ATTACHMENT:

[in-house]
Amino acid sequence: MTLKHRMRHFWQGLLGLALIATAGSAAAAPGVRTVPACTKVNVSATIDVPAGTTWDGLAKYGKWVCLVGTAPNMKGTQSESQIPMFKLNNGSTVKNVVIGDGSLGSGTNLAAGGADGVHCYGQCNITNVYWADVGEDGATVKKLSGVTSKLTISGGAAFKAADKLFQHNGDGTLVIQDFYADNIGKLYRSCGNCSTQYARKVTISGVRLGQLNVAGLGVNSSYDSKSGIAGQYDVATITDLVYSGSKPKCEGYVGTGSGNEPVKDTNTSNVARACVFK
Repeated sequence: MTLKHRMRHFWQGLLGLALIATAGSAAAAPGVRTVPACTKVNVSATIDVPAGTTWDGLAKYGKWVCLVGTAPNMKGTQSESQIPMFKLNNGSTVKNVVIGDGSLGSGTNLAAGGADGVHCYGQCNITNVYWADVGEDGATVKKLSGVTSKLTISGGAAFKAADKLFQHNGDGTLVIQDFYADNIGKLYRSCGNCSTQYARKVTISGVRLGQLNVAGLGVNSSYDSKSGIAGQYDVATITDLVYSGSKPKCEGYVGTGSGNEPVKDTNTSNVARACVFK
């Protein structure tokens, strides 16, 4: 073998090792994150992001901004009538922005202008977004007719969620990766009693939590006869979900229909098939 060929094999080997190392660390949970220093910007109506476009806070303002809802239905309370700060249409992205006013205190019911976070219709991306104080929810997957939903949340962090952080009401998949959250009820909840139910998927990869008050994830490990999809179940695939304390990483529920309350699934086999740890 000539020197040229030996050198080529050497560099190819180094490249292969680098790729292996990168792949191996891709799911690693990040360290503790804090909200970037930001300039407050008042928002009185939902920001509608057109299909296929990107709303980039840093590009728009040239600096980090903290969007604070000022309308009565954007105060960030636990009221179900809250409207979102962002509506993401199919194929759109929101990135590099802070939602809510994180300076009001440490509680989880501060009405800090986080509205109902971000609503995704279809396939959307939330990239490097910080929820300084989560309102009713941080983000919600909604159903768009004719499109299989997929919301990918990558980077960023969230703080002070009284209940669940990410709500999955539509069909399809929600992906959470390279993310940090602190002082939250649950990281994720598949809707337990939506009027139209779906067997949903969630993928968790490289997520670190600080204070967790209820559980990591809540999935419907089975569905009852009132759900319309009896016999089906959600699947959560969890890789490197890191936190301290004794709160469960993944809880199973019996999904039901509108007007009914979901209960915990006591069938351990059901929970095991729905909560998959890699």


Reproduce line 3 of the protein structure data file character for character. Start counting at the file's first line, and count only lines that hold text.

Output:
Repeated sequence: MTLKHRMRHFWQGLLGLALIATAGSAAAAPGVRTVPACTKVNVSATIDVPAGTTWDGLAKYGKWVCLVGTAPNMKGTQSESQIPMFKLNNGSTVKNVVIGDGSLGSGTNLAAGGADGVHCYGQCNITNVYWADVGEDGATVKKLSGVTSKLTISGGAAFKAADKLFQHNGDGTLVIQDFYADNIGKLYRSCGNCSTQYARKVTISGVRLGQLNVAGLGVNSSYDSKSGIAGQYDVATITDLVYSGSKPKCEGYVGTGSGNEPVKDTNTSNVARACVFK